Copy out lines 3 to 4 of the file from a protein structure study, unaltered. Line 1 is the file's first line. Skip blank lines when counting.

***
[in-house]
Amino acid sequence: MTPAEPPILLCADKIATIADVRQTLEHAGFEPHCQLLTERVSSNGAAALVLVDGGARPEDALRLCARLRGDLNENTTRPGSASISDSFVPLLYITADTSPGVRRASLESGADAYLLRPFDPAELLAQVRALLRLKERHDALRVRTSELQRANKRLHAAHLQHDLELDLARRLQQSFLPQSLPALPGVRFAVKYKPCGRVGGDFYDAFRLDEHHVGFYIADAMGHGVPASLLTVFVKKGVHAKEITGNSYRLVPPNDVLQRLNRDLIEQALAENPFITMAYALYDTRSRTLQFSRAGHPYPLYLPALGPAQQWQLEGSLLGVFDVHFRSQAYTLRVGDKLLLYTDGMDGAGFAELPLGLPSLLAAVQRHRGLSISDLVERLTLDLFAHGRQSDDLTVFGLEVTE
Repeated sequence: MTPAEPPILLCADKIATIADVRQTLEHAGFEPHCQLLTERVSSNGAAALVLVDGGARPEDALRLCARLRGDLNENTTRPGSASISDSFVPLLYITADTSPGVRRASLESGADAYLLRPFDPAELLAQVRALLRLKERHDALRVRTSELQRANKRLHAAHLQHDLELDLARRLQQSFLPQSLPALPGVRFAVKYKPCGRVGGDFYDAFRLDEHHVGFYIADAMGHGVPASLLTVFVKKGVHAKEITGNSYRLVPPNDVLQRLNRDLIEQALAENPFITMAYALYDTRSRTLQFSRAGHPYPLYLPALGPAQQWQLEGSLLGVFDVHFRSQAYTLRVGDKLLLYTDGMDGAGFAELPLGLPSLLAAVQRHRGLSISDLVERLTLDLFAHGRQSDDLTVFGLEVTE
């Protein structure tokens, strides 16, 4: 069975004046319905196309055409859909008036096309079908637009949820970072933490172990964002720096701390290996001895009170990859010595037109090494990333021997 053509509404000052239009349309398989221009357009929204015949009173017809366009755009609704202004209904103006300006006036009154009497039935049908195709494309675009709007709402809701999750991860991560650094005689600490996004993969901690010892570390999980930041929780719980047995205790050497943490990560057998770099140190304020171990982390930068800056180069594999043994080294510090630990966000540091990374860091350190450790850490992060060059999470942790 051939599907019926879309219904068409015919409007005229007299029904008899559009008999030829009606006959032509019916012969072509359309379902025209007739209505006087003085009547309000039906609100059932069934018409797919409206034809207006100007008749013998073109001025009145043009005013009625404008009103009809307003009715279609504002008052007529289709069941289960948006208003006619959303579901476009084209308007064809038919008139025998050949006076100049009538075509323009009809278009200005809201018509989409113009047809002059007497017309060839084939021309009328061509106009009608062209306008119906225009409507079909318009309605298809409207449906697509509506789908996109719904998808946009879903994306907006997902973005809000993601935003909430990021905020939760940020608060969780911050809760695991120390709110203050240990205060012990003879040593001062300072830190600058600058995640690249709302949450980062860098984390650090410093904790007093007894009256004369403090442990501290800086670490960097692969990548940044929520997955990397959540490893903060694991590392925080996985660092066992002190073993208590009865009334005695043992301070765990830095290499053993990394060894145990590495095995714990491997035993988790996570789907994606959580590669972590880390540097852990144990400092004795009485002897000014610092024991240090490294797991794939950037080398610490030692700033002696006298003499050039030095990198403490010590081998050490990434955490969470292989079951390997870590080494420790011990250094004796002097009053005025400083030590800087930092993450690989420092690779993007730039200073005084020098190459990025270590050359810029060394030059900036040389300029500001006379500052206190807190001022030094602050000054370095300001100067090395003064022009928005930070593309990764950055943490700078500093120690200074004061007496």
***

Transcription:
Repeated sequence: MTPAEPPILLCADKIATIADVRQTLEHAGFEPHCQLLTERVSSNGAAALVLVDGGARPEDALRLCARLRGDLNENTTRPGSASISDSFVPLLYITADTSPGVRRASLESGADAYLLRPFDPAELLAQVRALLRLKERHDALRVRTSELQRANKRLHAAHLQHDLELDLARRLQQSFLPQSLPALPGVRFAVKYKPCGRVGGDFYDAFRLDEHHVGFYIADAMGHGVPASLLTVFVKKGVHAKEITGNSYRLVPPNDVLQRLNRDLIEQALAENPFITMAYALYDTRSRTLQFSRAGHPYPLYLPALGPAQQWQLEGSLLGVFDVHFRSQAYTLRVGDKLLLYTDGMDGAGFAELPLGLPSLLAAVQRHRGLSISDLVERLTLDLFAHGRQSDDLTVFGLEVTE
């Protein structure tokens, strides 16, 4: 069975004046319905196309055409859909008036096309079908637009949820970072933490172990964002720096701390290996001895009170990859010595037109090494990333021997 053509509404000052239009349309398989221009357009929204015949009173017809366009755009609704202004209904103006300006006036009154009497039935049908195709494309675009709007709402809701999750991860991560650094005689600490996004993969901690010892570390999980930041929780719980047995205790050497943490990560057998770099140190304020171990982390930068800056180069594999043994080294510090630990966000540091990374860091350190450790850490992060060059999470942790 051939599907019926879309219904068409015919409007005229007299029904008899559009008999030829009606006959032509019916012969072509359309379902025209007739209505006087003085009547309000039906609100059932069934018409797919409206034809207006100007008749013998073109001025009145043009005013009625404008009103009809307003009715279609504002008052007529289709069941289960948006208003006619959303579901476009084209308007064809038919008139025998050949006076100049009538075509323009009809278009200005809201018509989409113009047809002059007497017309060839084939021309009328061509106009009608062209306008119906225009409507079909318009309605298809409207449906697509509506789908996109719904998808946009879903994306907006997902973005809000993601935003909430990021905020939760940020608060969780911050809760695991120390709110203050240990205060012990003879040593001062300072830190600058600058995640690249709302949450980062860098984390650090410093904790007093007894009256004369403090442990501290800086670490960097692969990548940044929520997955990397959540490893903060694991590392925080996985660092066992002190073993208590009865009334005695043992301070765990830095290499053993990394060894145990590495095995714990491997035993988790996570789907994606959580590669972590880390540097852990144990400092004795009485002897000014610092024991240090490294797991794939950037080398610490030692700033002696006298003499050039030095990198403490010590081998050490990434955490969470292989079951390997870590080494420790011990250094004796002097009053005025400083030590800087930092993450690989420092690779993007730039200073005084020098190459990025270590050359810029060394030059900036040389300029500001006379500052206190807190001022030094602050000054370095300001100067090395003064022009928005930070593309990764950055943490700078500093120690200074004061007496």